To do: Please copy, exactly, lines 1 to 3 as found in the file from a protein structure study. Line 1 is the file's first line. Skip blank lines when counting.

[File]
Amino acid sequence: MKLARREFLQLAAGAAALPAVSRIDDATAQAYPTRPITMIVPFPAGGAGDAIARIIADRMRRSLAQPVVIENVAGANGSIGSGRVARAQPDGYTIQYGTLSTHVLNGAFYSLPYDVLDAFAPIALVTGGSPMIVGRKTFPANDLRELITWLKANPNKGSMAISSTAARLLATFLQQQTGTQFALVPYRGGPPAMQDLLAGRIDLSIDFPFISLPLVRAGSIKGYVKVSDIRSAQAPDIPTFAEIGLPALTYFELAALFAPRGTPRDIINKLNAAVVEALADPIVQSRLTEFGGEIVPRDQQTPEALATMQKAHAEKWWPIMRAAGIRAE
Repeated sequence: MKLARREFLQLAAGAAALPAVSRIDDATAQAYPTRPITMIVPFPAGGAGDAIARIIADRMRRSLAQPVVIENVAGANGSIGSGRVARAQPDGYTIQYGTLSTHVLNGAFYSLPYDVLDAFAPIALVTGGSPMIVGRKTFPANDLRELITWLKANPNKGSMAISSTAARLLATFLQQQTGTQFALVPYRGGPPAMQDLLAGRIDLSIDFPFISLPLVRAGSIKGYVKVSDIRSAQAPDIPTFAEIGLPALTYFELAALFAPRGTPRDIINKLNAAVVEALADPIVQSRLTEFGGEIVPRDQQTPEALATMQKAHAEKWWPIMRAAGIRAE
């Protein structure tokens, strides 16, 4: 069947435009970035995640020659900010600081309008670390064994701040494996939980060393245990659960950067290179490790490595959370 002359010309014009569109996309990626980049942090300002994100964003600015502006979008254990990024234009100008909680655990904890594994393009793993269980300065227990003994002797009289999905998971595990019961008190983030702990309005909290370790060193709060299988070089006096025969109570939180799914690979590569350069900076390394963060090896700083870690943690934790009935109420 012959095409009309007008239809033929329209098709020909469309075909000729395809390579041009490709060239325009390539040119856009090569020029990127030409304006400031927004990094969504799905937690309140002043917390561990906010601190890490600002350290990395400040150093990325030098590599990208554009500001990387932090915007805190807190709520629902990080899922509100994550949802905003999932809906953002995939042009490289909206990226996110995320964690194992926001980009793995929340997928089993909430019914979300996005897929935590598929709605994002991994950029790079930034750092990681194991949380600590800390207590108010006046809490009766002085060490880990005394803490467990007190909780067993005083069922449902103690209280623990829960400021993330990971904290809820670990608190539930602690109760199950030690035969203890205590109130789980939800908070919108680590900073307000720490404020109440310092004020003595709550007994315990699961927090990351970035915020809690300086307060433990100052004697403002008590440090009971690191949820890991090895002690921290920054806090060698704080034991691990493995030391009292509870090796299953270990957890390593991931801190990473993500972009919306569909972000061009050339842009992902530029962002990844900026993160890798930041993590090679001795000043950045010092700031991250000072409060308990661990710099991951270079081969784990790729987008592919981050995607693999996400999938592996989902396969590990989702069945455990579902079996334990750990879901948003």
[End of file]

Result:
Amino acid sequence: MKLARREFLQLAAGAAALPAVSRIDDATAQAYPTRPITMIVPFPAGGAGDAIARIIADRMRRSLAQPVVIENVAGANGSIGSGRVARAQPDGYTIQYGTLSTHVLNGAFYSLPYDVLDAFAPIALVTGGSPMIVGRKTFPANDLRELITWLKANPNKGSMAISSTAARLLATFLQQQTGTQFALVPYRGGPPAMQDLLAGRIDLSIDFPFISLPLVRAGSIKGYVKVSDIRSAQAPDIPTFAEIGLPALTYFELAALFAPRGTPRDIINKLNAAVVEALADPIVQSRLTEFGGEIVPRDQQTPEALATMQKAHAEKWWPIMRAAGIRAE
Repeated sequence: MKLARREFLQLAAGAAALPAVSRIDDATAQAYPTRPITMIVPFPAGGAGDAIARIIADRMRRSLAQPVVIENVAGANGSIGSGRVARAQPDGYTIQYGTLSTHVLNGAFYSLPYDVLDAFAPIALVTGGSPMIVGRKTFPANDLRELITWLKANPNKGSMAISSTAARLLATFLQQQTGTQFALVPYRGGPPAMQDLLAGRIDLSIDFPFISLPLVRAGSIKGYVKVSDIRSAQAPDIPTFAEIGLPALTYFELAALFAPRGTPRDIINKLNAAVVEALADPIVQSRLTEFGGEIVPRDQQTPEALATMQKAHAEKWWPIMRAAGIRAE
């Protein structure tokens, strides 16, 4: 069947435009970035995640020659900010600081309008670390064994701040494996939980060393245990659960950067290179490790490595959370 002359010309014009569109996309990626980049942090300002994100964003600015502006979008254990990024234009100008909680655990904890594994393009793993269980300065227990003994002797009289999905998971595990019961008190983030702990309005909290370790060193709060299988070089006096025969109570939180799914690979590569350069900076390394963060090896700083870690943690934790009935109420 012959095409009309007008239809033929329209098709020909469309075909000729395809390579041009490709060239325009390539040119856009090569020029990127030409304006400031927004990094969504799905937690309140002043917390561990906010601190890490600002350290990395400040150093990325030098590599990208554009500001990387932090915007805190807190709520629902990080899922509100994550949802905003999932809906953002995939042009490289909206990226996110995320964690194992926001980009793995929340997928089993909430019914979300996005897929935590598929709605994002991994950029790079930034750092990681194991949380600590800390207590108010006046809490009766002085060490880990005394803490467990007190909780067993005083069922449902103690209280623990829960400021993330990971904290809820670990608190539930602690109760199950030690035969203890205590109130789980939800908070919108680590900073307000720490404020109440310092004020003595709550007994315990699961927090990351970035915020809690300086307060433990100052004697403002008590440090009971690191949820890991090895002690921290920054806090060698704080034991691990493995030391009292509870090796299953270990957890390593991931801190990473993500972009919306569909972000061009050339842009992902530029962002990844900026993160890798930041993590090679001795000043950045010092700031991250000072409060308990661990710099991951270079081969784990790729987008592919981050995607693999996400999938592996989902396969590990989702069945455990579902079996334990750990879901948003």